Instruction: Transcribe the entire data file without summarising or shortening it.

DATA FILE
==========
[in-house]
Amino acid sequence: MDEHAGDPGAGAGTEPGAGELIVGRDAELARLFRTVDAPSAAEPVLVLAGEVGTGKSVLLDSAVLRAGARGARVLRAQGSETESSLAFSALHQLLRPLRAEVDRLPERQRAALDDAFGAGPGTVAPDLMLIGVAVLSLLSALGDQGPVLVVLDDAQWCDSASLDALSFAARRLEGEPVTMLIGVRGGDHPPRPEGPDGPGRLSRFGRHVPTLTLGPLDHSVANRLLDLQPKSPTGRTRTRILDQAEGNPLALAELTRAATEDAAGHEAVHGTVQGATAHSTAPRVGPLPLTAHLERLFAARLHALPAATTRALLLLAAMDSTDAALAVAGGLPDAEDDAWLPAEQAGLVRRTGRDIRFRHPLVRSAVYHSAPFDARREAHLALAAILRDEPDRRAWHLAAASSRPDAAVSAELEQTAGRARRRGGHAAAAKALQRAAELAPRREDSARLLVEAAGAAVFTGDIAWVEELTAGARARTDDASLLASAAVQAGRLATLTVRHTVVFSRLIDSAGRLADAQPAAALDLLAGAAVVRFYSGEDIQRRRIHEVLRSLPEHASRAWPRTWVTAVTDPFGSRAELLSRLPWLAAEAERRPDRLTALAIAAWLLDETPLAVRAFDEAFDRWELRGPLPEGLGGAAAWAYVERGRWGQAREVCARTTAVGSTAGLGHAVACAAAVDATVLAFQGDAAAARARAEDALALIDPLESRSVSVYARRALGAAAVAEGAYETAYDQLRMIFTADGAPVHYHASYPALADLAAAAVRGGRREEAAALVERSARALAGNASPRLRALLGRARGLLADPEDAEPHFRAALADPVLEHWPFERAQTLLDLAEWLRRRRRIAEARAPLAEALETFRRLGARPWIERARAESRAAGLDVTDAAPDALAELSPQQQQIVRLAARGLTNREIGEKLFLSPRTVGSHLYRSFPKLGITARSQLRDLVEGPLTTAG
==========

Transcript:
[in-house]
Amino acid sequence: MDEHAGDPGAGAGTEPGAGELIVGRDAELARLFRTVDAPSAAEPVLVLAGEVGTGKSVLLDSAVLRAGARGARVLRAQGSETESSLAFSALHQLLRPLRAEVDRLPERQRAALDDAFGAGPGTVAPDLMLIGVAVLSLLSALGDQGPVLVVLDDAQWCDSASLDALSFAARRLEGEPVTMLIGVRGGDHPPRPEGPDGPGRLSRFGRHVPTLTLGPLDHSVANRLLDLQPKSPTGRTRTRILDQAEGNPLALAELTRAATEDAAGHEAVHGTVQGATAHSTAPRVGPLPLTAHLERLFAARLHALPAATTRALLLLAAMDSTDAALAVAGGLPDAEDDAWLPAEQAGLVRRTGRDIRFRHPLVRSAVYHSAPFDARREAHLALAAILRDEPDRRAWHLAAASSRPDAAVSAELEQTAGRARRRGGHAAAAKALQRAAELAPRREDSARLLVEAAGAAVFTGDIAWVEELTAGARARTDDASLLASAAVQAGRLATLTVRHTVVFSRLIDSAGRLADAQPAAALDLLAGAAVVRFYSGEDIQRRRIHEVLRSLPEHASRAWPRTWVTAVTDPFGSRAELLSRLPWLAAEAERRPDRLTALAIAAWLLDETPLAVRAFDEAFDRWELRGPLPEGLGGAAAWAYVERGRWGQAREVCARTTAVGSTAGLGHAVACAAAVDATVLAFQGDAAAARARAEDALALIDPLESRSVSVYARRALGAAAVAEGAYETAYDQLRMIFTADGAPVHYHASYPALADLAAAAVRGGRREEAAALVERSARALAGNASPRLRALLGRARGLLADPEDAEPHFRAALADPVLEHWPFERAQTLLDLAEWLRRRRRIAEARAPLAEALETFRRLGARPWIERARAESRAAGLDVTDAAPDALAELSPQQQQIVRLAARGLTNREIGEKLFLSPRTVGSHLYRSFPKLGITARSQLRDLVEGPLTTAG